“This approach enables us to link our wired and wireless estate in a seamless manner through the management tools available to us,” says Mulcahy. “A common tool set reduced the training required and the time to deploy. Plus, having real granular detail on how our users are consuming the service, will enable us to drive more value out of the investment.”

Consistent performance transforms user expectations

The immediate impact has been to ensure consistent, high-performance connectivity across all locations. There is no drop in performance between wired and wireless. This has enabled employees to make best use of their new mobile hardware – to date, around 70% have been issued with new laptops and mobile devices.

“We’ve completely changed the dynamics of the workplace,” says Mulcahy. “Staff are now coming to us, looking at new ways of working and exploring new technologies. In particular, we’re focused on how we might use Microsoft® Skype for Business video conferencing more effectively across the organisation. The unified comms aspect gives us a really powerful tool to use across our user base.”

“This is a long-term play,” says Green. He recognises that change is as much cultural as technological. “There are three types of worker: Static, those that want to Work from Anywhere, and those that have to Work Remotely. We have a solution that adapts to all three.”

Greater use of new mobile applications

The effectiveness of the solution has allowed Green to rethink the whole approach to IT: “We’ve changed our organisational structure. We now have business analysts, communication experts and mobile technology experts – people that can understand a business problem and apply a solution quickly. Nowadays we spend a lot more time talking to users.”

This reliability, flexibility and dynamism will translate into more mobile applications and accelerated innovation. Remote working may allow the City to consolidate its fixed offices; greater productivity will allow resources to be directed at new services.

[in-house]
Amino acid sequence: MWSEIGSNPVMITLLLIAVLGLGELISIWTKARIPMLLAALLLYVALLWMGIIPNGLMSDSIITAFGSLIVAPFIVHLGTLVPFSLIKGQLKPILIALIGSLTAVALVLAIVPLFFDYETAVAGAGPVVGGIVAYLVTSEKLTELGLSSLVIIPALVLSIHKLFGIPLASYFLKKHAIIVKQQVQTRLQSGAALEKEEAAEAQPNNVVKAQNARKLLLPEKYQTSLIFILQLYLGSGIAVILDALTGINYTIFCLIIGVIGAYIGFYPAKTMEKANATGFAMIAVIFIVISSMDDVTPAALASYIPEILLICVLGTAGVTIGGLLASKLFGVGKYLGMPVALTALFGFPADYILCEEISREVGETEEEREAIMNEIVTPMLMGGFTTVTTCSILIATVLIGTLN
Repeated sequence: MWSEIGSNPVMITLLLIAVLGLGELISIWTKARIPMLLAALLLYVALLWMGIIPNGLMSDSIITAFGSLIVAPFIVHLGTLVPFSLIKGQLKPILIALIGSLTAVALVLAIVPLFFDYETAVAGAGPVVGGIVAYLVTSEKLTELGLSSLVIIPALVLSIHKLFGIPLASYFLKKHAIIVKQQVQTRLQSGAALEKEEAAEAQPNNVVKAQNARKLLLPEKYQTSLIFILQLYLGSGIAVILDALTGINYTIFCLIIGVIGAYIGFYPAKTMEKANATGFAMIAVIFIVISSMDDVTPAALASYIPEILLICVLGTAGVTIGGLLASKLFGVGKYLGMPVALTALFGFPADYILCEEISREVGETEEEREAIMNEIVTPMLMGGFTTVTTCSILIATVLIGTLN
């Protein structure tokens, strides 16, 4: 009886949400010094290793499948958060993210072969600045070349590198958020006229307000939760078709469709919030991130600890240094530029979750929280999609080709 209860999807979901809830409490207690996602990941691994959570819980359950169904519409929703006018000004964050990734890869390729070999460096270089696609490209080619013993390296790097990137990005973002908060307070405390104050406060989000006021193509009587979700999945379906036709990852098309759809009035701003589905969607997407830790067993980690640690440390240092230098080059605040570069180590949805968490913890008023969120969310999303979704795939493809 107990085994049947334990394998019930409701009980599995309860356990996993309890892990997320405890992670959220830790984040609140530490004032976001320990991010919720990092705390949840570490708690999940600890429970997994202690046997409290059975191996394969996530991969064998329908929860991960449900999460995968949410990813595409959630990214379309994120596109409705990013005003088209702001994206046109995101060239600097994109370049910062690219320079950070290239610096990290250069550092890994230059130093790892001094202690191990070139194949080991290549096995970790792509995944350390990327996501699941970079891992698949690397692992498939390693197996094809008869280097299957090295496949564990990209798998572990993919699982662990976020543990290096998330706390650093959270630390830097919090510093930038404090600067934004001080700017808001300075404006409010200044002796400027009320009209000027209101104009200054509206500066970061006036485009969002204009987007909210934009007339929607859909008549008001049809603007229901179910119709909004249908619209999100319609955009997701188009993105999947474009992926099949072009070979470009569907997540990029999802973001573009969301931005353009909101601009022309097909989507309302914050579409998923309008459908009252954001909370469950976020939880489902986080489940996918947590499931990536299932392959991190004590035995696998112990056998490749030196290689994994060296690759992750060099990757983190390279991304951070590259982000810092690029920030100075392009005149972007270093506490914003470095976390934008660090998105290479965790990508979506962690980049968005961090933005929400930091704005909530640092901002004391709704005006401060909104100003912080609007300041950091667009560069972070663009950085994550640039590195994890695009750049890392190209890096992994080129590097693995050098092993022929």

Green says the City of London Police are already using an app to scan fingerprints and improve suspect identification. There is an app to report graffiti and pot holes. Another app manages stock control at Smithfield Market, London’s largest meat market.

“Undoubtedly there will be opportunities in the future to do much more with mobile applications,” says Green. “We run a diverse property portfolio. There’s an opportunity to incorporate IoT, possibly around smart building solutions or air quality sensors. We’ll be better at monitoring, managing and proactively improving the City environment.”

Changing the workplace, inspiring employees

“What excites me is what this technology taken together can do,” says Mulcahy. “When you look at the network side of things and the desktop and the application estate, and the use of cloud services, it completely changes what work traditionally means to people.”

He adds, “Work is no longer just a location people go to. It can happen anywhere through the use of these technologies.”

Green sees the network as an enabler of further transformation, and that the City has barely begun its digital journey: “We can layer on new services to the network. We can easily control access, and then explore the usage insight. It’s a step change.”